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Michelle Obama at farmers market. Transcript

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Below, from the White House
REMARKS

THE WHITE HOUSE

Office of the First Lady

___________________________________________________________

For Immediate Release September 17, 2009

REMARKS BY THE FIRST LADY

AT THE OPENING OF FRESHFARM FARMERS' MARKET

FRESHFARM Farmers' Market

Washington, D.C.

3:19 P.M. EDT

MRS. OBAMA: All right, I have to say, I have never seen so many people so excited about fruits and vegetables. (Laughter.) This is a very, very good thing, and it's raining outside and everybody's pumped up. This is good! (Applause.)

I want to thank Tom for that kind introduction and for all that he has done on behalf of our nation's farmers and on behalf of all of our families. We couldn't have done this without him. We have to give him a big round of applause. (Applause.)

I also want to thank Ann and Bernie for all their hard work in making this farmers' market a reality, and I want to thank Mark and Clare as well for joining us today, and their family, all their hard work. (Applause.) We're so glad that these programs, these markets, are really spurring local farmers throughout the nation, in particular, in our own area.

And I also want to thank our mayor, Mayor Fenty, for all that he is doing for our new hometown, D.C. (Applause.) You know, when we decided to plant the White House garden, we thought it would be a great way to educate kids about eating more healthy. Right, kids? Vegetables? (Applause.) Yay for vegetables! But as it turned out, the garden has turned into so much more than we could have ever expected, and it's a really fun thing to do as well. This has been one of the greatest things that I've done in my life so far. It's just been a tremendous honor, and working with the kids in the D.C. community and hearing how they've learned and how they're growing and how they're sharing the information with their families just warms my heart and makes me hopeful for the future.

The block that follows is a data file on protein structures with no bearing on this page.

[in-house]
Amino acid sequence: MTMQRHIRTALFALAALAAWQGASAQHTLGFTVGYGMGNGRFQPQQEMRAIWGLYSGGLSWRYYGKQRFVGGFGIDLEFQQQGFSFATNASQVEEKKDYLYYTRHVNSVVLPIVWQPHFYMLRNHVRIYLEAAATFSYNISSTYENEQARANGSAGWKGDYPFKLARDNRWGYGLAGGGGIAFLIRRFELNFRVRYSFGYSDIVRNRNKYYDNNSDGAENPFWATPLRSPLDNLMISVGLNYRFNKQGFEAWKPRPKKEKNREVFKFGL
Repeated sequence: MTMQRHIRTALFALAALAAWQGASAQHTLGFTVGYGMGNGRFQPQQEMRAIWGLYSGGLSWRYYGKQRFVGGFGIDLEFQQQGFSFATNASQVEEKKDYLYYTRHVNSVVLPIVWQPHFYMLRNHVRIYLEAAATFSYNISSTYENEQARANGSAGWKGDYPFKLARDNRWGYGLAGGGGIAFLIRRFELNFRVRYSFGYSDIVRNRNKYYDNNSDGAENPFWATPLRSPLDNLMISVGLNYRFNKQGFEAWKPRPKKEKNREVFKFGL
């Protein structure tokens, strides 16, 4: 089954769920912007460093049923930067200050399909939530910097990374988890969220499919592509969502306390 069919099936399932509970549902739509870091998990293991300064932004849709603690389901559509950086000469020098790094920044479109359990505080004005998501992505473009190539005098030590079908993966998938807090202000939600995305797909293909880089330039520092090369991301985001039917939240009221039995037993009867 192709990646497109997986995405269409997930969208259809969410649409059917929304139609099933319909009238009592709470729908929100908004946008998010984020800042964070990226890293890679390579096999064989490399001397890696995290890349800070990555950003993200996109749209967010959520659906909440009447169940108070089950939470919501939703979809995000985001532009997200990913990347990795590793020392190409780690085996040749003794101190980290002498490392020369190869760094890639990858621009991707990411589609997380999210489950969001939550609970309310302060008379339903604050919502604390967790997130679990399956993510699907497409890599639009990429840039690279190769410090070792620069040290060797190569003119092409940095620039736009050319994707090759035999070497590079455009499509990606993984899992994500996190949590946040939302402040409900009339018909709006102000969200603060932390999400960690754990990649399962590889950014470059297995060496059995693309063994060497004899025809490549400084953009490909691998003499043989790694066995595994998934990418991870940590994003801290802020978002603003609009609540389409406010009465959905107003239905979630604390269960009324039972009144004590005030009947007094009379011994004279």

And it's important to know that when I travel around the world, no matter where I've gone so far, the first thing world leaders, prime ministers, kings, queens ask me about is the White House garden. (Applause.) And then they ask about Bo. (Laughter.) Everybody, it's the garden and Bo, or Bo and the garden, one or the other.

But seriously, as we look at tackling some of the biggest health problems that our nation faces, like obesity, diabetes, heart disease, and related issues like access to primary care and preventative health services -- (applause) -- I've realized that little things like a garden can actually play a role in all of these larger discussions. They make us think about these issues in a way that maybe sometimes the policy conversations don't allow us to think. And it has truly inspired me and the White House staff to look for opportunities to put the topic of healthy eating right on the table and at the forefront of health care discussions. And this is one of the reasons why we're here today, why we're here supporting this effort today.

I originally came to this issue, as many of you know if you've read anything about me and health, really, like most people, as a parent. I've got these two beautiful girls, and before we -- (applause) -- and before we lived in this beautiful house down the street, we lived on the South Side of Chicago. And like most parents, I was a working mother trying to put it all together, and I gradually learned that what I put -- the food that I put on my table truly affects the health of my children in some fundamental ways. If affects not only what they eat but their habits, how they think about food. And I've learned that when my family eats fresh food, healthy food, that it really affects how we feel, how we get through the day, and that's whether we're trying to get through math homework or whether there's a Cabinet meeting or whether we're just walking the dog. The kind of food that we put into our body gives us the energy to get through the day.

But I also have learned through my experiences that as a working mother that there are times when putting together a healthy meal is harder than you might imagine. It is not so easy.

So, like many parents, when I was working, without the staff and the butlers and all the people who are helping me now, I was just like you all. Takeout food was a primary part of our diet. It was quick. (Laughter.) It was easy. We did what was easiest and what kids liked, because you didn't want to hear them whining. (Laughter.) So -- right? We're just trying to end the whining. (Laughter.)